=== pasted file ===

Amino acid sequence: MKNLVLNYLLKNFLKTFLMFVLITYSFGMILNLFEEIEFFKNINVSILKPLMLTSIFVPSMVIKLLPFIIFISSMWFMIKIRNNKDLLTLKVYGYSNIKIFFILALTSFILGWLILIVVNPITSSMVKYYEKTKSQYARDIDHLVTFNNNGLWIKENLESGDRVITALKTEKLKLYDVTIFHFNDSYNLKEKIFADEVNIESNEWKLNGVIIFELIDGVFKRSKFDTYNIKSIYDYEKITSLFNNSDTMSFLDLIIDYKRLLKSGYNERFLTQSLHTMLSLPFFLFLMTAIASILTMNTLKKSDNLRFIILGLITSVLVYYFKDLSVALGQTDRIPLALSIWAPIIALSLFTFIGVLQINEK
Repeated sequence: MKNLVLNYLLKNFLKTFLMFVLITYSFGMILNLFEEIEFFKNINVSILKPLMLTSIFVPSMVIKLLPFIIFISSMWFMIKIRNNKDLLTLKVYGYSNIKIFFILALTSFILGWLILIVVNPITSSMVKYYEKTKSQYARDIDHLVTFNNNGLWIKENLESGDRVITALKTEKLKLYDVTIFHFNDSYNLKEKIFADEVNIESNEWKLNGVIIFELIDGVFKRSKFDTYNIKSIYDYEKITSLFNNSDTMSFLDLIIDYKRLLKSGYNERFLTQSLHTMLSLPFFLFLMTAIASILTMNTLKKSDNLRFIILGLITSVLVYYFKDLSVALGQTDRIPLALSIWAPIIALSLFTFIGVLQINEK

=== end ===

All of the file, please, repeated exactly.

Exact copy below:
Amino acid sequence: MKNLVLNYLLKNFLKTFLMFVLITYSFGMILNLFEEIEFFKNINVSILKPLMLTSIFVPSMVIKLLPFIIFISSMWFMIKIRNNKDLLTLKVYGYSNIKIFFILALTSFILGWLILIVVNPITSSMVKYYEKTKSQYARDIDHLVTFNNNGLWIKENLESGDRVITALKTEKLKLYDVTIFHFNDSYNLKEKIFADEVNIESNEWKLNGVIIFELIDGVFKRSKFDTYNIKSIYDYEKITSLFNNSDTMSFLDLIIDYKRLLKSGYNERFLTQSLHTMLSLPFFLFLMTAIASILTMNTLKKSDNLRFIILGLITSVLVYYFKDLSVALGQTDRIPLALSIWAPIIALSLFTFIGVLQINEK
Repeated sequence: MKNLVLNYLLKNFLKTFLMFVLITYSFGMILNLFEEIEFFKNINVSILKPLMLTSIFVPSMVIKLLPFIIFISSMWFMIKIRNNKDLLTLKVYGYSNIKIFFILALTSFILGWLILIVVNPITSSMVKYYEKTKSQYARDIDHLVTFNNNGLWIKENLESGDRVITALKTEKLKLYDVTIFHFNDSYNLKEKIFADEVNIESNEWKLNGVIIFELIDGVFKRSKFDTYNIKSIYDYEKITSLFNNSDTMSFLDLIIDYKRLLKSGYNERFLTQSLHTMLSLPFFLFLMTAIASILTMNTLKKSDNLRFIILGLITSVLVYYFKDLSVALGQTDRIPLALSIWAPIIALSLFTFIGVLQINEK